Fort Rock is an unincorporated community in Lake County, United States, southeast of Fort Rock State Natural Area. The community of Fort Rock was named after the natural feature Fort Rock by the town's founder, Ray Nash. Fort Rock post office was established in 1908 under postmaster Josiah Thomas Rhoton; the Fort Rock Valley flourished during the homestead period before World War I, but little remains in the area today. Fort Rock is one of two homestead-era communities remaining in the area, along with Silver Lake. Fort Rock had a general store, in operation since the early 1900s; the store, which included a gas station, closed in May 2013. As of September 2014, the Oregon Department of Environmental Quality had entered into a prospective purchaser agreement to reopen the store after performing needed underground storage tank cleanup; the store has reopened as of 2017. Fort Rock has a community church, a Grange hall, a restaurant and a tavern; the Rock View Apartments burned down in 2012. The senior apartments were only six years old.
Today, many of the buildings in Fort Rock are part of the Fort Rock Valley Historical Society's Fort Rock Valley Historical Homestead Museum, a collection of homestead-era buildings moved there from the surrounding area, starting in 1988. The museum was created by the Fort Rock Valley Historical Society to preserve historic buildings that were in danger of being razed by the Bureau of Land Management or were being vandalized in their remote locations. Buildings include a church, a log cabin, a doctor's office, a school, a land office, several other cabins and houses. Historic photos of Fort Rock, Oregon from Salem Public Library Photos of Fort Rock buildings at the Fort Rock Valley Historical Homestead Museum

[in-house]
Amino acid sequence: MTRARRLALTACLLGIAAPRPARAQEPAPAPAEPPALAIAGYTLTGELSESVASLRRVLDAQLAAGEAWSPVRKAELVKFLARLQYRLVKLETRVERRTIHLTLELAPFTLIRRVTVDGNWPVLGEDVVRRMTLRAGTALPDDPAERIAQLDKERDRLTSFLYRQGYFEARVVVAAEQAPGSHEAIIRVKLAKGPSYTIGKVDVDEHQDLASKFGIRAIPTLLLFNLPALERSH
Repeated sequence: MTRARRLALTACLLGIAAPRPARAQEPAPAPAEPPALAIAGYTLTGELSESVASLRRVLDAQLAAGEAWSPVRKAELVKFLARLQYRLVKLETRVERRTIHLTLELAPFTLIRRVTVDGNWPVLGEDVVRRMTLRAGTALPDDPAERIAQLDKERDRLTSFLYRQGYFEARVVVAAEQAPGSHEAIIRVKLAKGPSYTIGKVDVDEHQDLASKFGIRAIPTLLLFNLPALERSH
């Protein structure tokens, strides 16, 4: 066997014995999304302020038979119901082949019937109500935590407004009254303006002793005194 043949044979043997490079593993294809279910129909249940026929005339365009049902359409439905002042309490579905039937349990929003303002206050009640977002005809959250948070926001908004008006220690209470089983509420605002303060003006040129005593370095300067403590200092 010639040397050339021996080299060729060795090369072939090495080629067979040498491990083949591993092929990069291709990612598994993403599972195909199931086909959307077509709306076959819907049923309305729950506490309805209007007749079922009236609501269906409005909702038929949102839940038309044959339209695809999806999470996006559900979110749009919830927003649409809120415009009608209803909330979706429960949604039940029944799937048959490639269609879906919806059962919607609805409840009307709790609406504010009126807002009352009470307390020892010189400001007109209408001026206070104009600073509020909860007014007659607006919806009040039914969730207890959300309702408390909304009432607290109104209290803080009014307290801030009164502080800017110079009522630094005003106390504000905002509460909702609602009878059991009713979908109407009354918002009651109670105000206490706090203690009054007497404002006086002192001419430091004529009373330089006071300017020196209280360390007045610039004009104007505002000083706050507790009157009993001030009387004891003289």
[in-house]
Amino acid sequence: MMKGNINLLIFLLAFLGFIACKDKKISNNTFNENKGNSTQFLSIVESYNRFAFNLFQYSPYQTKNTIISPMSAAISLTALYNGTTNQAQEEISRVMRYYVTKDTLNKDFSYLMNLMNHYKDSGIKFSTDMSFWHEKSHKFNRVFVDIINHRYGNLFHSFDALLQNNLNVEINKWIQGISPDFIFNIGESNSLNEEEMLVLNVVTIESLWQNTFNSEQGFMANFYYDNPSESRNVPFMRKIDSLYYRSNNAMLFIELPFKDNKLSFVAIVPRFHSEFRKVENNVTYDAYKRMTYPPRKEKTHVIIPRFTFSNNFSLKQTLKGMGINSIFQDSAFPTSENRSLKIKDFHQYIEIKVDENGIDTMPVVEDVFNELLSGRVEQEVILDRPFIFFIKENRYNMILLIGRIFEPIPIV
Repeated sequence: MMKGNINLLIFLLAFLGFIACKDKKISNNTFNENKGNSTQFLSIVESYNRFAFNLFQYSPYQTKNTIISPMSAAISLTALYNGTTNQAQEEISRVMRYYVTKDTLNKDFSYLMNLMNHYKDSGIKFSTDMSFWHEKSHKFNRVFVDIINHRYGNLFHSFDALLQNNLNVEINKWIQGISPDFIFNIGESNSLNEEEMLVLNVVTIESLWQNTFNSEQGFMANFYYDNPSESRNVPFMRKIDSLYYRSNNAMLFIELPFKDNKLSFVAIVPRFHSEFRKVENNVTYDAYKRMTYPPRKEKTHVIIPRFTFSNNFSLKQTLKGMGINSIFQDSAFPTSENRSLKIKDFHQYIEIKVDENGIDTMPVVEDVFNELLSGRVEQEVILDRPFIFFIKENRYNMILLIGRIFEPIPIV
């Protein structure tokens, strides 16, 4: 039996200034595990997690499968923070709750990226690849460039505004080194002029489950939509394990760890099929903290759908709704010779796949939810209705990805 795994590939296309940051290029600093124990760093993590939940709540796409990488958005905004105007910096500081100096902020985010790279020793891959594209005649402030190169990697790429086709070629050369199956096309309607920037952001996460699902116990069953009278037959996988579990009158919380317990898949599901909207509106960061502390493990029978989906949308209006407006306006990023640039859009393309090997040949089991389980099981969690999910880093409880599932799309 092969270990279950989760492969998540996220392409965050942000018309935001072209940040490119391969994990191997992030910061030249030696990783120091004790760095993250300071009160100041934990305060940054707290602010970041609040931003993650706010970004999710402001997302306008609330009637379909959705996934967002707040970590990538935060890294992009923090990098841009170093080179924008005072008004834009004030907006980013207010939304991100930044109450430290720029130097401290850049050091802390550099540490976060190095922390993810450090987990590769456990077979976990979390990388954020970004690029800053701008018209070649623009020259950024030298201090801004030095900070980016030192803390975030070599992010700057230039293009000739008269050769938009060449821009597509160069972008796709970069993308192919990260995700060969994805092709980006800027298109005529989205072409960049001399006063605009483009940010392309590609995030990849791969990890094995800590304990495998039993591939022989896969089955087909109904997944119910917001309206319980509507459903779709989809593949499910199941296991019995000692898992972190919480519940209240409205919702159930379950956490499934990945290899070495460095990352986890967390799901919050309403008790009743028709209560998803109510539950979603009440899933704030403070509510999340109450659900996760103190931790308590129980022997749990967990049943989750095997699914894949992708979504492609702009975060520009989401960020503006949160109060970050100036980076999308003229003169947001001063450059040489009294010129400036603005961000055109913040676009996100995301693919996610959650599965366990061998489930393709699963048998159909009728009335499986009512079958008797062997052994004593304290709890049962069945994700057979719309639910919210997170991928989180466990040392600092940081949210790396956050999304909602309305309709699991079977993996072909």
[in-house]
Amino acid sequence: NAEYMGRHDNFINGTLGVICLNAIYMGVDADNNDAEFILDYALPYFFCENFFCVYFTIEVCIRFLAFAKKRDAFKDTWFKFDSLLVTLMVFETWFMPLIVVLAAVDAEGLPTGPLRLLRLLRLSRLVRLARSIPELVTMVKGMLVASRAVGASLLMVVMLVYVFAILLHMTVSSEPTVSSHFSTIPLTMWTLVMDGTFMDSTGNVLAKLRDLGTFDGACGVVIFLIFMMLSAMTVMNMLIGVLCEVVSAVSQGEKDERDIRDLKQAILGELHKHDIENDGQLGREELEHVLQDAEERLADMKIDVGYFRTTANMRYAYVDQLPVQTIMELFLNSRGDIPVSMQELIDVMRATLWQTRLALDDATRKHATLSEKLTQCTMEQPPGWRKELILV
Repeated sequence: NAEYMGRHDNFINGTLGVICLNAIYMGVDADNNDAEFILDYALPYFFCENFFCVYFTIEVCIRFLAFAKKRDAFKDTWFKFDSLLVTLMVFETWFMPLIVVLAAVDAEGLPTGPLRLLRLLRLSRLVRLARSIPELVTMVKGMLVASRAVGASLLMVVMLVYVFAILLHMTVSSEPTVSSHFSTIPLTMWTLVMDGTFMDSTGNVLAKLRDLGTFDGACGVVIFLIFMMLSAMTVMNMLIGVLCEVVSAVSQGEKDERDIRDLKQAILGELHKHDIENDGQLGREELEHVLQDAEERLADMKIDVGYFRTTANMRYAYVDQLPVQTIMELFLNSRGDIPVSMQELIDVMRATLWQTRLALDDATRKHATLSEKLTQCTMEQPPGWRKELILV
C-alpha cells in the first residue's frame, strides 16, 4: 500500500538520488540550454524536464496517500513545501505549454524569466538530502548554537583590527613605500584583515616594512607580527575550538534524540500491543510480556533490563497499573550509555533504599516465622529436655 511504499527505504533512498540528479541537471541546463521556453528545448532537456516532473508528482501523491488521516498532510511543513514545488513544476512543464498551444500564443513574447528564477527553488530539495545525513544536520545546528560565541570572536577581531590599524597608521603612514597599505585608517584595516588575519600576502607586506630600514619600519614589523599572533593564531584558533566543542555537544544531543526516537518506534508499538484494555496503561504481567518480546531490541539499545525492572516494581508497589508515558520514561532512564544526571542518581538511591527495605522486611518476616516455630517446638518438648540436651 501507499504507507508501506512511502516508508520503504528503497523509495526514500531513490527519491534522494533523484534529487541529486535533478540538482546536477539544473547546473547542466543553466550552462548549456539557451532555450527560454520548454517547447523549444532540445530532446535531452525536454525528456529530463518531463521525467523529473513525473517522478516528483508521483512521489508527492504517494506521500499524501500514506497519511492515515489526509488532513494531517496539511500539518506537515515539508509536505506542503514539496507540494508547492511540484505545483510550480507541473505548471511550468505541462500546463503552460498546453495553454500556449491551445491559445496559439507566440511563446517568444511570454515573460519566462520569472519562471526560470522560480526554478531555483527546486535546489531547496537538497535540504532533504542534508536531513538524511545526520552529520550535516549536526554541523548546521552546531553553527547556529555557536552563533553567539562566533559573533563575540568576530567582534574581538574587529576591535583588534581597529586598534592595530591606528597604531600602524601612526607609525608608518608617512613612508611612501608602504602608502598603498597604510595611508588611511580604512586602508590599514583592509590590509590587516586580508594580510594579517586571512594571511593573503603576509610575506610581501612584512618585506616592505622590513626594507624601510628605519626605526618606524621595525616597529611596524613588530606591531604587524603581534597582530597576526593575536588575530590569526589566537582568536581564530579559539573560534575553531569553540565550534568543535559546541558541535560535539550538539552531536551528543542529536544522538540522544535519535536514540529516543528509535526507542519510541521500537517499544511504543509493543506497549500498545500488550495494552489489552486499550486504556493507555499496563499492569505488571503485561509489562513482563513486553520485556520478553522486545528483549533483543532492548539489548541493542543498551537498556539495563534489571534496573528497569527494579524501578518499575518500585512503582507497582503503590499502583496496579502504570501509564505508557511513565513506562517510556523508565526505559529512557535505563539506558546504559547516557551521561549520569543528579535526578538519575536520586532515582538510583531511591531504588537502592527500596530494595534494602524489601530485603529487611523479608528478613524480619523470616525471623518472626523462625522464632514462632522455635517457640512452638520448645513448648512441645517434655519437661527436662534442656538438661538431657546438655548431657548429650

Forensic serology is the detection, identification and study of various bodily fluids such as blood, saliva, breast milk, fecal matter and perspiration, their relationship to a crime scene. A forensic serologist may be involved in DNA analysis and bloodstain pattern analysis. Serology testing begins with presumptive tests which gives the analyst an indication that a specific bodily fluid may be present, but cannot confirm its presence. Following the presumptive tests, are the confirmatory tests that confirms what the unknown substance is. Blood is composed of liquid plasma and serum with solid components consisting of red blood cells, white blood cells, platelets. To detect blood at a crime scene an array of tests can be used; the most publicized test by crime shows is the Luminol process in which a chemical is sprayed onto a surface where blood is suspected to be. The chemical reacts with traces of blood, fluoresces under UV light. However, this technique can produce false positives because metals and strong chemicals such as bleach will fluoresce.